This is a weekly post that highlights resources from other counselors that I have found helpful. The counselors may be from the biblical counseling, Christian psychology, integration, or secular counseling traditions. By linking to a post, I am not giving it my full endorsement, I am merely indicating that I believe it made a unique contribution or raised an important subject for consideration.
What Is Normal? by Steven Novella
In medicine use of the term “normal” has fallen out of favor, because it is imprecise, and also because it may contain a moral judgment. We still use it when referring to numbers, such as normal blood pressure, but even then it is not conceptually precise. Normal may be different for different people in different situations. When we are making an effort to be clear in our language we will use terms such as “healthy” or “physiological” (which is distinguished from pathological).
- Here are some reflections if you are interested in how to think about the concepts of mental health and mental illness.
Increasing The Mental Ability of Young Children by Dr. James Dobson
Question: We have a one-year-old daughter, and we want to raise her right. I’ve heard that parents can increase the mental abilities of their children if they stimulate them properly during the early years. Is this accurate, and if so, how can I accomplish this with my baby?
- If the idea of making more time is daunting for you, consider this time auditing tool and reflection.
Pray With Your Spouse 31 Day Challenge by Mike Leake
I think it’s time to do a new challenge. I’m really excited about this one. When Nikki and I were first married we prayed together frequently. But rather than growing in this grace I think we’ve declined. I’ll chalk all of that up to my leadership. Truth be told, I think I just need the discipline. Committing to 31 days of intentionally praying together should put us in a good rhythm for continued times of praying together.
- If this prompts you (and I hope it does) to want to engage in more marital enrichment, consider one these resources.
Aggression in Twentysomethings’ Cohabiting, Dating, and Marriage Relationships by Scott Stanley and Galena Rhoades
A number of studies have shown that cohabiting couples are more likely to experience physical aggression in their relationships than married couples. Here, we look at two studies that shed light on this subject by exploring how aggression in the relationships of individuals (mostly) in their 20s is associated with various commitment dynamics.
- Here is a resource with more sociological and biblical concerns about cohabitation and a prompt for starting a lovingly awkward conversation.
Sexual Infidelity: The Post-Discovery Longer-Term Aftermath by Robert Weiss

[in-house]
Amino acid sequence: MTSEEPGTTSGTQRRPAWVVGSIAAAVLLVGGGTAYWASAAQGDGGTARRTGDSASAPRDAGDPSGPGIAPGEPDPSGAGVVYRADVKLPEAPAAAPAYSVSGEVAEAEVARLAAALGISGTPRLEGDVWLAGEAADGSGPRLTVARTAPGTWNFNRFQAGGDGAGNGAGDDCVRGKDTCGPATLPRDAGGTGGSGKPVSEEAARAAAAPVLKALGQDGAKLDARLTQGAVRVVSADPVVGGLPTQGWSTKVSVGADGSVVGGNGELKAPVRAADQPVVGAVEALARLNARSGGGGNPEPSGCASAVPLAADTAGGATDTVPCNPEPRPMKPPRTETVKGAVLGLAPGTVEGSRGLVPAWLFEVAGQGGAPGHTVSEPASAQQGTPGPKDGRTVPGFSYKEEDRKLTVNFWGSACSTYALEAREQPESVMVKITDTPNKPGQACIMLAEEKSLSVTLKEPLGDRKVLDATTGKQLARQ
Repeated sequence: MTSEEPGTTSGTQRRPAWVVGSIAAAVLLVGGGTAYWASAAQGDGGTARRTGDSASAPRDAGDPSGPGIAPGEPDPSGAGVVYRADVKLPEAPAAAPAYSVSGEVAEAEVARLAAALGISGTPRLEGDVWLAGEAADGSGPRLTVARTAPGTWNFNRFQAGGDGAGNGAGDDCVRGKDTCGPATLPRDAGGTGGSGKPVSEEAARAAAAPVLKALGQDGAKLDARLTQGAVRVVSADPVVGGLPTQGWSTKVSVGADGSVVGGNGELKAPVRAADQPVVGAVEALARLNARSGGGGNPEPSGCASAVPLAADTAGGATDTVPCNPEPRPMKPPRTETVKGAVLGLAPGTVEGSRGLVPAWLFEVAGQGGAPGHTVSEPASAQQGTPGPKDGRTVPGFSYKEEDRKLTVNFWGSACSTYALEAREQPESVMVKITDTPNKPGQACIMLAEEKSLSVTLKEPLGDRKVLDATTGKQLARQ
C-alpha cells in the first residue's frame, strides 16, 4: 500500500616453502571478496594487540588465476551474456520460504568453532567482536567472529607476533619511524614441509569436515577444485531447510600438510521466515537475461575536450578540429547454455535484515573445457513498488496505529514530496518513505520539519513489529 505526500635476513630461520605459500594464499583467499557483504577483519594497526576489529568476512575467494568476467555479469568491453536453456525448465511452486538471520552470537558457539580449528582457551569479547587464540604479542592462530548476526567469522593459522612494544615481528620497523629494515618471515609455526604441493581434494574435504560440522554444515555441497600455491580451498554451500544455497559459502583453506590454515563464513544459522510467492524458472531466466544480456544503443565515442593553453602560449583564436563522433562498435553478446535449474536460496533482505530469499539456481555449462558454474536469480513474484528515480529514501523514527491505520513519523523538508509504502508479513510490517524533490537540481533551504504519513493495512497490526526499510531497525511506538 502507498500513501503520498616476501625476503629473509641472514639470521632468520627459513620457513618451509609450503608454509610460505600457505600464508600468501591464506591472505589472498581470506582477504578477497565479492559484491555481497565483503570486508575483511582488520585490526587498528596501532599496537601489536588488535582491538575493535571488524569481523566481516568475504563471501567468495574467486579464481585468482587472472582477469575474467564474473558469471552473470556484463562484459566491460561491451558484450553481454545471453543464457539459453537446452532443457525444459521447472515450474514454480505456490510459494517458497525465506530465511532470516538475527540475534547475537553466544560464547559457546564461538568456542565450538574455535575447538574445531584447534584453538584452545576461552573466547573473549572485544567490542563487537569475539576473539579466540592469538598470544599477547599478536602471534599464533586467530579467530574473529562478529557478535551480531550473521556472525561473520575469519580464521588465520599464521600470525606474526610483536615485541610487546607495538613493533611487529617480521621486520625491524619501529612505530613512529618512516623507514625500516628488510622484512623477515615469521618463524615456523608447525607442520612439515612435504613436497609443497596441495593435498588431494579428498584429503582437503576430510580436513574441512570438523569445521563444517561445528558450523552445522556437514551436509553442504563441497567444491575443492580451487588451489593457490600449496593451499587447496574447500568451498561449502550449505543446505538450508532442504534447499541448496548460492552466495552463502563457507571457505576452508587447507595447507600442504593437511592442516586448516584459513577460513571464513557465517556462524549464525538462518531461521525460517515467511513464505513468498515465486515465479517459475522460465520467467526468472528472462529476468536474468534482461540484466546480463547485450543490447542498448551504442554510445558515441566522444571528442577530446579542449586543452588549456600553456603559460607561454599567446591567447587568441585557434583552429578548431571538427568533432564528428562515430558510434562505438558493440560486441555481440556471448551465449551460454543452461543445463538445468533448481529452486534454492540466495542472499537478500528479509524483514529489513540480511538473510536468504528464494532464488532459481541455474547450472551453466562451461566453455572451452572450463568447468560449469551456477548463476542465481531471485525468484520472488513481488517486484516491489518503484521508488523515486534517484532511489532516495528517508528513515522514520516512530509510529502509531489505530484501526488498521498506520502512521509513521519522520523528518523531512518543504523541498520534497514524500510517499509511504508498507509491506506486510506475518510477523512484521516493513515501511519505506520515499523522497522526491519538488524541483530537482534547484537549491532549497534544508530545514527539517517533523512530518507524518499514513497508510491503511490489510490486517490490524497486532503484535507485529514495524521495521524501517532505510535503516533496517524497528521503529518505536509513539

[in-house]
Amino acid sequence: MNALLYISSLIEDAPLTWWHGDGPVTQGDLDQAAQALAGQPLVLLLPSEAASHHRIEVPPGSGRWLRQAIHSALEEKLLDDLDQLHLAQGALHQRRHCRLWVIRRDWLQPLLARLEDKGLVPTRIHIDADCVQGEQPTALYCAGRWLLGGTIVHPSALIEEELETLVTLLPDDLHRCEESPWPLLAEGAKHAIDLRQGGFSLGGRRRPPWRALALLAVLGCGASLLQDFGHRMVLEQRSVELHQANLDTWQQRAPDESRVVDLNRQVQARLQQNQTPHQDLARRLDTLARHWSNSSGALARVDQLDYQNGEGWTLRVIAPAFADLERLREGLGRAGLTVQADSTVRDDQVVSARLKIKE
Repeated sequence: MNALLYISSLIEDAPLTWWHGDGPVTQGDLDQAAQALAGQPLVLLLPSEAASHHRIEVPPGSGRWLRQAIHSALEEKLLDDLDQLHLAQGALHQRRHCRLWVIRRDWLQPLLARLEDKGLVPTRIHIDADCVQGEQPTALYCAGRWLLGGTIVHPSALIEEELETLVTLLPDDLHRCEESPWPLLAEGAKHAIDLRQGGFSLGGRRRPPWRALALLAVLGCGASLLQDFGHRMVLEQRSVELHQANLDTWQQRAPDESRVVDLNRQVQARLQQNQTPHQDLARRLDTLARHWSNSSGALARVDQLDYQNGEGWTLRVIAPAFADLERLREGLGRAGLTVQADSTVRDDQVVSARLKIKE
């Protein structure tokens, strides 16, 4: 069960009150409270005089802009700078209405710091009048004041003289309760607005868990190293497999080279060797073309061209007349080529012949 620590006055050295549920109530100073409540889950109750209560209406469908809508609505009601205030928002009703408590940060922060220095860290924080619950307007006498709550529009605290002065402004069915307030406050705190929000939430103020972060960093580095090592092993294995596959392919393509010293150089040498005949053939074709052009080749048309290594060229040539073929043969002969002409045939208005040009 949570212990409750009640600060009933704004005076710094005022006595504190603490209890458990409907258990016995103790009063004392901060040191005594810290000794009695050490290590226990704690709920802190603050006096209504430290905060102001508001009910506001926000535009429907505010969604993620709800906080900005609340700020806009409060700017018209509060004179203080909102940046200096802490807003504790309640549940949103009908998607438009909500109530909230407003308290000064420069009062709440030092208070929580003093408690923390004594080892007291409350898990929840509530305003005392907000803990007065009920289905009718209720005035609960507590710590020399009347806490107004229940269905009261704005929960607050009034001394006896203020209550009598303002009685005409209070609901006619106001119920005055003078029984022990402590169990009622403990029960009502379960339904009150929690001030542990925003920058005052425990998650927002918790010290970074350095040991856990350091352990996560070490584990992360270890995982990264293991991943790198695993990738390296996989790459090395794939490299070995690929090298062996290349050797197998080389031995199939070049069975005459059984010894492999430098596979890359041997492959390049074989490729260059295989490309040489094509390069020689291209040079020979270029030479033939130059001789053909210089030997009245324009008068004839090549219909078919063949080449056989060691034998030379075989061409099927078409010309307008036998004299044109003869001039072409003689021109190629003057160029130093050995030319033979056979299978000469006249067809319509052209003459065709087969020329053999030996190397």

After you discover infidelity, your emotions are out of control. Cheaters are typically OK with that—to some extent, they expect it. Unfortunately, your emotional reactivity will likely remain for many weeks, or even months, dissipating slowly (if it all), and only as relationship trust is re-established. So you and your cheating partner can expect a very bumpy ride for an extended period of time. In therapy, we sometimes refer to this as the emotional roller coaster.
- If you need guidance on traversing the terrain of infidelity, consider the complementing False Love and True Betrayal studies.
What I’m Reading
Good and Angry: Redeeming Anger, Irritation, Complaining, and Bitterness by David Powlison. Powlison reminds us that God gets angry too. He sees things in this world that aren’t right and he wants justice too. But God’s anger doesn’t devolve into manipulation or trying to control others to get his own way. Instead his anger is good and redemptive. It causes him to step into our world to make wrongs right, sending his own Son to die so that we can be reconciled. He is both our model for change and our power to change.
Good and Angry sets readers on a path toward a faithful and fruitful expression of anger, in which we return good for evil and redeem wrongs. Powlison offers practical help for people who struggle with irritation, complaining, or bitterness and gives guidance for how to respond constructively when life goes wrong. You, your family, and your friends will all be glad that you read this book.
Tweets of the Week
Don't waste time seeking your "life purpose." Live out who God has called you to be where you are TODAY. That is your purpose. Seek Him 1st.
— Callie Cowan (@Callie_Cowan) February 5, 2017
It sounds harsh to say it, but it's true: insecurity is really just a form of self-centeredness. Help is needed but not coddling.
— Joshua Rogers (@MrJoshuaRogers) January 31, 2017
Envy is the art of counting someone else's blessings instead of your own. – Marc Chernoff
— DanDumas (@DanDumas) February 1, 2017
This time its in video form.
On the Lighter Side
Because, “A joyful heart is good medicine, but a crushed spirit dries up the bones,” Proverbs 17:22.
All I can say is, “Amen!”
The older I get, the more introverted I'm becoming. (ISFJ – T).
— D.A. Horton (@da_horton) February 6, 2017